Coding is the New Sketching

It wasn’t that long ago I found myself developing Android Apps for a startup company I created called Architect Machines.  The idea was simple.  I needed tools to help me do my job that didn’t exist on the market place. These machines (software apps) would help keep me organized and efficient.  I had a lot of licenses, certification numbers and renewal dates to remember so I wrote a free app called Member ID to help remind me of that information. Between it and PhotoDoc I had around 10,000 downloads (1,550 active users). By comparison to other apps out there, it failed.  My intent wasn’t to make a buck but to create something I could use and others as well.  Little did I know that would set me on a journey to explore computer programming for architecture further.  While I am not a true programmer, I’m a licensed architect with a background in engineering. My ability to put together a building far outweighs my knowledge of computer programming, but I did learn how to code.  This led to tinkering with Arduino sketches (ironically how I thought of the title quote) and that led to Raspberry Pi development and as many of you know, Data Streams w/ co-Founder Michael Vander Ploeg.

Then I saw this fantastic little tool for Revit Architecture called Dynamo at Autodesk University 2013.  You can take pre-scripted code and insert them over an open dashboard to manipulate data in Revit similar to Grasshopper for Rhino. Like most code, it’s rule based and its great at math. Two things I find myself doing a lot of in the field of architecture, engineering and building science. In reality, a lot of what we all do, especially repetitive tasks, is math based.  What we think is human thought for some types of design criteria is a series of calculations that address possible outcomes.  Take for instance a parking garage. There’s probably an assortment of ways to “make” them work, but really it gets narrowed down to 2 or 3 foundations pretty quick. At the end of the day you’re really just looking for a parking stall count and how big that is on the site, then maybe any height restrictions thrown in. The link below is one simplified scenario that allows designers to specify those parameters quickly in order to get faster answers to the team and ultimately to the client. (two story only) Why would we spend 20+ hours modeling multiple variations of them in Revit or Sketchup when we have a tool like this?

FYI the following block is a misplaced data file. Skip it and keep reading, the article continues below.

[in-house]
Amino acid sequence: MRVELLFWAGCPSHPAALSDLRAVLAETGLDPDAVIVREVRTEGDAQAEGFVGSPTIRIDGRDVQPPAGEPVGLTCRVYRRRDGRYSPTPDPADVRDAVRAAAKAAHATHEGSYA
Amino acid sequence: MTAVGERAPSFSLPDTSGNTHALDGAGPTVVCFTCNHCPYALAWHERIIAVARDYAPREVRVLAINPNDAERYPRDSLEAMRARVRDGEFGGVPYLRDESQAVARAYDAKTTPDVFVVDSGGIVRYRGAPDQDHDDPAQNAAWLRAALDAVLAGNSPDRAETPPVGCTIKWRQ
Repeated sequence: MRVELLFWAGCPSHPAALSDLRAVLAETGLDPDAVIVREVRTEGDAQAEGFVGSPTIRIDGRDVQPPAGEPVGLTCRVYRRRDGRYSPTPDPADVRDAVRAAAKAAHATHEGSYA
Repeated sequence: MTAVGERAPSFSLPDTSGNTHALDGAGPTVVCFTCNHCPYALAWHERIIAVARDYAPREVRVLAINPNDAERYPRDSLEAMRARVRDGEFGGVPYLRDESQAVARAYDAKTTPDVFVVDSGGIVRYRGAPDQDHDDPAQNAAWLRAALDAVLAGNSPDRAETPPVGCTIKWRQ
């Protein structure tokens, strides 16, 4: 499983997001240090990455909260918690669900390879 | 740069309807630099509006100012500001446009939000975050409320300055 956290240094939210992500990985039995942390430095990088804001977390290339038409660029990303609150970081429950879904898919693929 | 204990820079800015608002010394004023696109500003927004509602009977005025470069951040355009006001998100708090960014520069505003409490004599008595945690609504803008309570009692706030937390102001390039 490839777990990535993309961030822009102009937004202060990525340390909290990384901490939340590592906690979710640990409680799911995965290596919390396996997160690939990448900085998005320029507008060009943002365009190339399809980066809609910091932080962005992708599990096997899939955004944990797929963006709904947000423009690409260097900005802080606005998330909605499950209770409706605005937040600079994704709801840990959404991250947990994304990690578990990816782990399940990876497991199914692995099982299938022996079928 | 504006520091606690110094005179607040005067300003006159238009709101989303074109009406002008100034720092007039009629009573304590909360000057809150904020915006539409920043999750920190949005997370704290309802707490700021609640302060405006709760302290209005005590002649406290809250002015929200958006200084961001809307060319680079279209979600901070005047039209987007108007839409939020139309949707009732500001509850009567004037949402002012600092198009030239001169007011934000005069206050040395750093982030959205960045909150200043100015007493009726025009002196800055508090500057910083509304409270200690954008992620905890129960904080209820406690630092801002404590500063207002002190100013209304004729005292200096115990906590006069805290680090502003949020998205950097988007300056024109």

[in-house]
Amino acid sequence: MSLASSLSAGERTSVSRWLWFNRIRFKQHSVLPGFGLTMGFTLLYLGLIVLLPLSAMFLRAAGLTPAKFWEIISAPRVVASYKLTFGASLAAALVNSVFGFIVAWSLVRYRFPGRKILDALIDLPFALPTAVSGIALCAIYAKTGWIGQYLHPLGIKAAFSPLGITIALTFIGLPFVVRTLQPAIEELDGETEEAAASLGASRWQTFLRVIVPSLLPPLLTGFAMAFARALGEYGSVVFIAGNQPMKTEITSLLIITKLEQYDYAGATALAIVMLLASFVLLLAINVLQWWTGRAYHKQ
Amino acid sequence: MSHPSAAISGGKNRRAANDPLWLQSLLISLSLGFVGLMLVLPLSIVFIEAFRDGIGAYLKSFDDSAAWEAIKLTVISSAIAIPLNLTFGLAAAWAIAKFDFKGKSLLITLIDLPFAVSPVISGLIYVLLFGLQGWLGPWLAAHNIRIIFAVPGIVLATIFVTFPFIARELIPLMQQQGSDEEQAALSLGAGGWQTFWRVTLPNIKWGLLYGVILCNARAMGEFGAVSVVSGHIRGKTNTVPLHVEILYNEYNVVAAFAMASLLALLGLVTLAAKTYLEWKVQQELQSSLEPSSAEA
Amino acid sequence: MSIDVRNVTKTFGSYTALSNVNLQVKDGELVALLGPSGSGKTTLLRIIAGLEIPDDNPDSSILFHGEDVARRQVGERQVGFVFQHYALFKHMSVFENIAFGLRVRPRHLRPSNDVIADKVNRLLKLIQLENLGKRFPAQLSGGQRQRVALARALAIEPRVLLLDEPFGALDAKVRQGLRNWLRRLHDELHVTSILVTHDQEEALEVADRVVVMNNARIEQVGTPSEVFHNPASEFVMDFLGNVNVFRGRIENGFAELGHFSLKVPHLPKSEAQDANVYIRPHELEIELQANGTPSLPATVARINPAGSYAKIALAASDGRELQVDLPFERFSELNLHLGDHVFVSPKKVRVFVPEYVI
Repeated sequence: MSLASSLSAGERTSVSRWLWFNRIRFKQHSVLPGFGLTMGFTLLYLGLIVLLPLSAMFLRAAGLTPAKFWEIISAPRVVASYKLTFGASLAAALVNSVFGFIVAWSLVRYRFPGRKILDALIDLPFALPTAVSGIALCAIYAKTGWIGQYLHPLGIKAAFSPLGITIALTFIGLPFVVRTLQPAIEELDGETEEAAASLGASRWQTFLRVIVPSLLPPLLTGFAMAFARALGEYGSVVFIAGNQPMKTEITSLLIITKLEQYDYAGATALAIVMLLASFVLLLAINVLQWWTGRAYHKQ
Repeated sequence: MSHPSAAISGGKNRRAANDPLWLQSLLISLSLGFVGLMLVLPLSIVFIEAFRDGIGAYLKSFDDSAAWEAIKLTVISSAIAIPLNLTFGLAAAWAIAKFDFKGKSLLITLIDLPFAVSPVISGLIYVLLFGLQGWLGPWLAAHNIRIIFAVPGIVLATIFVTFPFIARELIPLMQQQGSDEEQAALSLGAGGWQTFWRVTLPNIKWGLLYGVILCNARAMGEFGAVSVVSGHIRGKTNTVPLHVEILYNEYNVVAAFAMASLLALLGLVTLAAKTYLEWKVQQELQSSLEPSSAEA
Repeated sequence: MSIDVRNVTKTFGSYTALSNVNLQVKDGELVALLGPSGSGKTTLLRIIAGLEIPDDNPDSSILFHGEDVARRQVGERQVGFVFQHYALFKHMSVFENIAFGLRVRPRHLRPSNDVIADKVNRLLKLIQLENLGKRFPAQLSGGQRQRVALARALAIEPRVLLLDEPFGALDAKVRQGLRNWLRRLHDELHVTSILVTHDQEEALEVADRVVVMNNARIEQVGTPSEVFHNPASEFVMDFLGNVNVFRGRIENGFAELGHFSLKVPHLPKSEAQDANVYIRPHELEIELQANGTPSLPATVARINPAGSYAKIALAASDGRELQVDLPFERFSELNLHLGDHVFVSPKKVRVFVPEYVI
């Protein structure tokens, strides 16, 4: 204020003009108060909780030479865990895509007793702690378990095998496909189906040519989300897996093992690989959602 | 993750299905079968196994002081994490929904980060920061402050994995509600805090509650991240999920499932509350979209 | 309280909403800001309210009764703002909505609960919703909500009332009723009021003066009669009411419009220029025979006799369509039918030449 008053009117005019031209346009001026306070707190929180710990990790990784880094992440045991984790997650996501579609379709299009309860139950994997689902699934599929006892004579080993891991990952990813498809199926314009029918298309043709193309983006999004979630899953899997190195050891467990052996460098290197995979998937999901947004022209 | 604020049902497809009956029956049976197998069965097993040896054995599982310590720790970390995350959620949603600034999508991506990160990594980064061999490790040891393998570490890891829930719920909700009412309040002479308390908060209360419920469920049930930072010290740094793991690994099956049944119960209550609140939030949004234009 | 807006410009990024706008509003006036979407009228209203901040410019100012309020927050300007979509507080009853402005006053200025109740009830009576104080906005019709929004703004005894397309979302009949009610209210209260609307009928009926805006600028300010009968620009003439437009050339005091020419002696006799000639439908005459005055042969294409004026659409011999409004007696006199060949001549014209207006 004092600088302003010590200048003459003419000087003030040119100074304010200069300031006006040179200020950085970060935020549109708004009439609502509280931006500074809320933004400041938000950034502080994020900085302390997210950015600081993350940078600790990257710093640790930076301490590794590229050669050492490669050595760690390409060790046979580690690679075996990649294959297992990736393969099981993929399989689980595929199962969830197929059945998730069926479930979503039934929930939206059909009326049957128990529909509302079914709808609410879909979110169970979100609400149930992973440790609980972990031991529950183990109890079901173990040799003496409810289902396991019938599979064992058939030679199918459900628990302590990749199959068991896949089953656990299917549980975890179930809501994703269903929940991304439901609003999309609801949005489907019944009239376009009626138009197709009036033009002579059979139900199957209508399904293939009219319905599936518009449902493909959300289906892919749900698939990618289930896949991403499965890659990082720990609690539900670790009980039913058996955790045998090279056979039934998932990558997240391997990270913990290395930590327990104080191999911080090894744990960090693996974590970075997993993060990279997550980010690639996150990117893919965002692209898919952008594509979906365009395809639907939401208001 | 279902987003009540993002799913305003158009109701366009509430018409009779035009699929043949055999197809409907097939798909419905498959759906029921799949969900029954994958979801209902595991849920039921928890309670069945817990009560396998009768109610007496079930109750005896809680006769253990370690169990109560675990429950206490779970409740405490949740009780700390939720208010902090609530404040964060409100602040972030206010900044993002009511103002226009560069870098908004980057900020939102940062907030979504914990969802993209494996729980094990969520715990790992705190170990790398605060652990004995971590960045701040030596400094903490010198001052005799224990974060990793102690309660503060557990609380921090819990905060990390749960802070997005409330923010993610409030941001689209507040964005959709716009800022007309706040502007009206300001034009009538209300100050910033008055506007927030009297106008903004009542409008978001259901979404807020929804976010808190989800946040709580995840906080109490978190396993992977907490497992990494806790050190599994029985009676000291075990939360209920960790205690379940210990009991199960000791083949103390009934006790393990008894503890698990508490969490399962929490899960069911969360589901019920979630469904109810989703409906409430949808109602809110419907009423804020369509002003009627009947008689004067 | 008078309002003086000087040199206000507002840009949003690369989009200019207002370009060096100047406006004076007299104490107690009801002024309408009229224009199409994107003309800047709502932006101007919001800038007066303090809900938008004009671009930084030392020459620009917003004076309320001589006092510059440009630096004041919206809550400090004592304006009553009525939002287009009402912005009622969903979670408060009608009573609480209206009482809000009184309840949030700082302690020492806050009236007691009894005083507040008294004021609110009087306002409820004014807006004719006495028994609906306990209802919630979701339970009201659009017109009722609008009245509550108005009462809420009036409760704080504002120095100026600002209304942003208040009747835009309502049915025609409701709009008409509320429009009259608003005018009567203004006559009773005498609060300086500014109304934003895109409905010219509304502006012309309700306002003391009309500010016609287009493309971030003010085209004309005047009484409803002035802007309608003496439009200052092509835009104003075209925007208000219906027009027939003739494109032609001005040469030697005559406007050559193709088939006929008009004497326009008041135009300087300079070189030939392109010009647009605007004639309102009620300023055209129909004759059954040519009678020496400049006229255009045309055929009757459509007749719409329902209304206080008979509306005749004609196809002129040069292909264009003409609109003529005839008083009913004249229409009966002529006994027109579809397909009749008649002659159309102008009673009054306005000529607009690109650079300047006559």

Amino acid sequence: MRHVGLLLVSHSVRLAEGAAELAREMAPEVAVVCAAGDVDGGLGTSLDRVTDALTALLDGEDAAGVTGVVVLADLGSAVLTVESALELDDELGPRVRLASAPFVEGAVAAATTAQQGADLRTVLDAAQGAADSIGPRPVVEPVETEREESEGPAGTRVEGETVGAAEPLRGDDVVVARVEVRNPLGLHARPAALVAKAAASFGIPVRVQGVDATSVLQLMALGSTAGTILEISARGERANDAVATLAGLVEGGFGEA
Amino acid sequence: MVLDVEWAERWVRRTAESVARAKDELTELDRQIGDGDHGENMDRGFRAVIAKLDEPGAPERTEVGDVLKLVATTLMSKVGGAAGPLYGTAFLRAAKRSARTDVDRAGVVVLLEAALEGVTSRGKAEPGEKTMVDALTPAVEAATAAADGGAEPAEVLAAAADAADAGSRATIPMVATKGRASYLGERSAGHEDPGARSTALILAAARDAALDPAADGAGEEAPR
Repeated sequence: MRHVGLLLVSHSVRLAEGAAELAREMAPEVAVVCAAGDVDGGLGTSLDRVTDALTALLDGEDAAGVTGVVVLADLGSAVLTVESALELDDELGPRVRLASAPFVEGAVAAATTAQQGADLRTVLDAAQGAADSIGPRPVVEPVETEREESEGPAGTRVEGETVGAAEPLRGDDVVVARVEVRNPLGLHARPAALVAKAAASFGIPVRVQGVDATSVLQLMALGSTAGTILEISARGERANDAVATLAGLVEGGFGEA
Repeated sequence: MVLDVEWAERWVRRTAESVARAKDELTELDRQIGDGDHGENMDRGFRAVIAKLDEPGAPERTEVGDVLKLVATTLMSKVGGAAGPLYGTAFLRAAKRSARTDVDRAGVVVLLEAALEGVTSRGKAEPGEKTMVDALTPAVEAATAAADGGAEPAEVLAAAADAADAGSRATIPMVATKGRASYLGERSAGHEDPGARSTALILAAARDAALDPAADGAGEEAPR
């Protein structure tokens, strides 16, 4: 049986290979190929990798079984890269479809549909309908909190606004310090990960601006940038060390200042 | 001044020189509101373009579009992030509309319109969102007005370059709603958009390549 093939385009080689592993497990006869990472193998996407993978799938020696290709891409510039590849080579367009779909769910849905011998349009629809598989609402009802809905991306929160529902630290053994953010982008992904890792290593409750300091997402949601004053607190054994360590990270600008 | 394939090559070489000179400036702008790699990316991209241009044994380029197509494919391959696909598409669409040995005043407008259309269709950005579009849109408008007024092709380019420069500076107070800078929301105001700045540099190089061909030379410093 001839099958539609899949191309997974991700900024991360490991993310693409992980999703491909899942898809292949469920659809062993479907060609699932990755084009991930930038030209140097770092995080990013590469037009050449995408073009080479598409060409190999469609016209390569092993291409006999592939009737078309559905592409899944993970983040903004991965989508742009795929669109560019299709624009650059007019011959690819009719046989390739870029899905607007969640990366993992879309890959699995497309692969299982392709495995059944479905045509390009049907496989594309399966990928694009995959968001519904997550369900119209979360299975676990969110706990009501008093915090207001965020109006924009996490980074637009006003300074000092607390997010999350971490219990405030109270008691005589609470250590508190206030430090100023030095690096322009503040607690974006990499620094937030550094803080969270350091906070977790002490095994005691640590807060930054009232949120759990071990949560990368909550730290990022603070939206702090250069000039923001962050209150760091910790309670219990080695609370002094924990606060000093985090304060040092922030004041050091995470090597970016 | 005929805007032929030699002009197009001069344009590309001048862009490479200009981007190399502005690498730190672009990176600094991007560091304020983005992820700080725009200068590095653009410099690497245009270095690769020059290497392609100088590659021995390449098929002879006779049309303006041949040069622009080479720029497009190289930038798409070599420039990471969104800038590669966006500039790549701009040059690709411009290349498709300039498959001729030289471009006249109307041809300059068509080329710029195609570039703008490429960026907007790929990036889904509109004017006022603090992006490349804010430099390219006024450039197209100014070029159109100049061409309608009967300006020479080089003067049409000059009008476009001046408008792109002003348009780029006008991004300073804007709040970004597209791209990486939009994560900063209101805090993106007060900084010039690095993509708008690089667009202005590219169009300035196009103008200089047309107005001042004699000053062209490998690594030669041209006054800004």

Taking this one step further, we ask ourselves what drives the size of the parking lot?  Is it stadium attendees? Then with a little further coding we can have that stadium population data drive the parking data.  No need for a person to even open the parking garage model until the stadium options are ready for computation.  This idea is a slide-in to generative design.

“Coding is the new sketching”. We start to see a process of extreme speed and accuracy by cleverly coding our design outcomes to meet expectations. While I’m not discouraging napkin sketches, another way of putting it is you state the goals of your problem and have the computer create design iterations for you, as designer you can select the best option.  The old way composed of the designer having a dream and drawing it. Coding is one way to extend your idea downstream instead of stopping it on paper.

At RTC North America 2016 I was able to participate as an expert panelist for this discussion involving FormIt360 and Dynamo and the future workflow of design.  What I have been witnessing over the past few AU’s and RTC’s is this revolution of parametric driven designing.  We can expect our machines to help us with architecture in ways we didn’t think were possible even five years ago.  With the technology out there available and forthcoming, the future looks bright!

Please share your thoughts and questions!  Is coding the future of design?  How does it impact your process and what workflows have you developed to provide better results for you and your clients?